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FOIA: Sighting by OSI Special Agent at Alamorgordo NM 06JAN50

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posted on Jan, 23 2008 @ 10:07 AM
Alamogordo, NM Sighting 06JAN50 Classified (ASTRO:Canopus)
This is a report on a 45 minute sighting of an object which appeared in the night sky. It had a fairly straight trajectory though the witness describes some erratic movement. It was described as white changing to green & red.

Document date: 1950-01-06
Department: OSI Kirtland AFB New Mexico
Author: Various
Document type: Report
pages: 6


Archivist's Notes: This file is in fairly good condition with most of the file legible. Attempts to view the object through a theodolite were unsuccessful as was an effort to capture the object on radar. An investigation reveals that White Sands had nothing experimental in the skies that evening which might have accounted for this sighting. One interesting point is the fact that this sighting was observed and reported by a special agent of the OSI office at Kirtland AFB.

posted on Jan, 23 2008 @ 11:55 AM
Here is an interesting report in that the observation was made by a trained Special Agent from the Office of Special Investigations at Holloman Air Force Base, New Mexico. This lends some credibility to the report not only because the individual was a trained investigator but also because these professional government types tend to be much more structured and conservative in their assessments and reporting procedures.

This report is no exception; it’s a straight-laced, matter-of-fact accounting of an aerial phenomenon that occurred late in the evening of January 6, 1950 over Alamogordo, New Mexico. You can read through the report yourself, but here are some of the more intriguing highlights:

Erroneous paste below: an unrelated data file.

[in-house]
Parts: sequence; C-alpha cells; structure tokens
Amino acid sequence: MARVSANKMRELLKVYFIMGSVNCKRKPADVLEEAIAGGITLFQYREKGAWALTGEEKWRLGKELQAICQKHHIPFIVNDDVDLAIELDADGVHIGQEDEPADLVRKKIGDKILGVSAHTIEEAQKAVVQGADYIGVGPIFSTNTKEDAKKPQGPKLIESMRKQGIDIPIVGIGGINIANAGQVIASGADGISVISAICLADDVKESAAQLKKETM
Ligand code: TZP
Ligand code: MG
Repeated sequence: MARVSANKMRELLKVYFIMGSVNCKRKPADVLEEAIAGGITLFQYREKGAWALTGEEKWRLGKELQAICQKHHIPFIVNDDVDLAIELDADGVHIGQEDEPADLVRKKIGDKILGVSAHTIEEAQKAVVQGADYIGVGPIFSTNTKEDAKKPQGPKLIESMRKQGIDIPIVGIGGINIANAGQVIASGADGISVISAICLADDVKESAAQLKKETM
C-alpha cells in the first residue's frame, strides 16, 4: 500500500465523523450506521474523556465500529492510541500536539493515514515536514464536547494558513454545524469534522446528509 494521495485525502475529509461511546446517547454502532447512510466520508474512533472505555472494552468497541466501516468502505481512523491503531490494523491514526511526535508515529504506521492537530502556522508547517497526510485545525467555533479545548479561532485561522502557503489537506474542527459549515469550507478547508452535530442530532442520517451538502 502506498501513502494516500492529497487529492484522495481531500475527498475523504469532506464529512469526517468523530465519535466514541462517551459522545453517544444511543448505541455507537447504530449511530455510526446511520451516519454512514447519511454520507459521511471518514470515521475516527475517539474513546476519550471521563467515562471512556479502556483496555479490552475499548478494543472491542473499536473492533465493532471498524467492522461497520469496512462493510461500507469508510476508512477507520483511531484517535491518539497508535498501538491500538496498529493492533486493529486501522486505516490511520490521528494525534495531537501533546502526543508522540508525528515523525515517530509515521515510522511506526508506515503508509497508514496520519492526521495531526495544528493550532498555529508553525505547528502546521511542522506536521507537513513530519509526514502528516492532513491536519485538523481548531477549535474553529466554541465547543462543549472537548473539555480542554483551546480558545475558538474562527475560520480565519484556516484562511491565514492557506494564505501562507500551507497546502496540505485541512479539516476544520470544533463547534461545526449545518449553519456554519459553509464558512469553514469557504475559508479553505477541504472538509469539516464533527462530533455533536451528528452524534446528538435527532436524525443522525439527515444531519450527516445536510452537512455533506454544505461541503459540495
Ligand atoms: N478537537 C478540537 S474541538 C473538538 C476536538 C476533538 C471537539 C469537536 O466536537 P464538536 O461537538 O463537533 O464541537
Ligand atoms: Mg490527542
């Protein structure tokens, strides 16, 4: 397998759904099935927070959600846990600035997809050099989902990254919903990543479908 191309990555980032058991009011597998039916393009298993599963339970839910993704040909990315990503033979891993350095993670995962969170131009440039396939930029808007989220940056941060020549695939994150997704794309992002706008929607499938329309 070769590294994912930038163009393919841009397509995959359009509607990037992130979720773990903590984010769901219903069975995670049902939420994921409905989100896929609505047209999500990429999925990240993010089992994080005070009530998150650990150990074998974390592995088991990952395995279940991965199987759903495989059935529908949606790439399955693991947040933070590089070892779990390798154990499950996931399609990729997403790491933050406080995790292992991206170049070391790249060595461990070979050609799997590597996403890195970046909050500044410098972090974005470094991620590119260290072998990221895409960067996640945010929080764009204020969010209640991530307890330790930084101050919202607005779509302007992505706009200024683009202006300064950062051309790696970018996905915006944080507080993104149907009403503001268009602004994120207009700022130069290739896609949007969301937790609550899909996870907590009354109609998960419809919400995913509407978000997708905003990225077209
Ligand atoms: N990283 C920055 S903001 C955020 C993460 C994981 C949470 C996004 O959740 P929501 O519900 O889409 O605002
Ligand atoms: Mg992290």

The reporting individual, Mr. Russell Womack, observed the event for a full 45 minutes and when he finally left, the object was still going through its aerial aerobatics in the night sky. Further, Mr. Womack was a "Detachment Commander”, in a government leadership position, who reported the observation corroborated by six other witnesses whom he identified.

When describing the object’s appearance, Mr. Womack referred to it as “predominately white-bright, comparable to Venus” and “...with a star-like shape.” As we know, this typically elicits the familiar skeptics refrain that the observer was obviously merely watching a star or planet and was confused by atmospheric perturbations that altered its appearance or made it seem to change in other ways. As we read further into the report, however, we also learn that Mr. Womack described the movement of the object as, “…erratically up, down, to the right, and to the left” as it moved on a general path “…from East to West.” Celestial objects admittedly will change color or appear to be flickering depending on atmospheric conditions, but it can be argued that a trained investigator like Mr. Womack likely did not see a celestial object bouncing around in a highly erratic pattern as it crossed the sky over a 45-minute period.

[edit on 1/23/2008 by Outrageo]

posted on Jan, 23 2008 @ 08:22 PM
It seems that the special agent had been forwarding reports of this nature prior to his own sighting. From this it would seem that at least a portion of his duties included the investigation of these UFOs. It would be interesting to note if his name comes up on other reports.

If he did investigate other reports of "lights in the sky", then one would expect that he had enough familiarity with the subject to be a better than average witness. And to make a report on his own sighting, he would have to be convinced beyond any reasonable doubt that this could not be explained as a normal phenomenon.

He seemed sure of the erratic movement of the object. This would indicate that he took careful note of the situation. After having investigated other reports, it would be natural for him to include all the information he and the other witnesses had.

Yet the very "matter of fact" sparseness of the report almost sounds like it was purposefully kept as lean as possible. I would bet, (personal gut feeling from the tone of the report) that there is somewhere a follow-up report in more detail, possibly with the agents personal opinions included. One can almost see a budding Fox Mulder writing this report.


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